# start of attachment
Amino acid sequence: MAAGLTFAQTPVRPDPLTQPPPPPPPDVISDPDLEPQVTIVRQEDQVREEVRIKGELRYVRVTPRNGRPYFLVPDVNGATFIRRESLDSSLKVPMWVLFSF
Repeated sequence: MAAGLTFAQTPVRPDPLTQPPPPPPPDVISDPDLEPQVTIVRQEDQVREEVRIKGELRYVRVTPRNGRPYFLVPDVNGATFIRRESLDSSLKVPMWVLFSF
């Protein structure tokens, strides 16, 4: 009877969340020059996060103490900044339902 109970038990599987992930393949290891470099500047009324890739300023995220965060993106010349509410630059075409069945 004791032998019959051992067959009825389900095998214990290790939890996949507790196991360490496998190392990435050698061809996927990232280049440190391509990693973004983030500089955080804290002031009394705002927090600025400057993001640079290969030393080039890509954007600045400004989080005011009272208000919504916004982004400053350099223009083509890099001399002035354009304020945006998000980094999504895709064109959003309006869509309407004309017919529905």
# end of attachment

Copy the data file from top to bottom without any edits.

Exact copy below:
Amino acid sequence: MAAGLTFAQTPVRPDPLTQPPPPPPPDVISDPDLEPQVTIVRQEDQVREEVRIKGELRYVRVTPRNGRPYFLVPDVNGATFIRRESLDSSLKVPMWVLFSF
Repeated sequence: MAAGLTFAQTPVRPDPLTQPPPPPPPDVISDPDLEPQVTIVRQEDQVREEVRIKGELRYVRVTPRNGRPYFLVPDVNGATFIRRESLDSSLKVPMWVLFSF
């Protein structure tokens, strides 16, 4: 009877969340020059996060103490900044339902 109970038990599987992930393949290891470099500047009324890739300023995220965060993106010349509410630059075409069945 004791032998019959051992067959009825389900095998214990290790939890996949507790196991360490496998190392990435050698061809996927990232280049440190391509990693973004983030500089955080804290002031009394705002927090600025400057993001640079290969030393080039890509954007600045400004989080005011009272208000919504916004982004400053350099223009083509890099001399002035354009304020945006998000980094999504895709064109959003309006869509309407004309017919529905």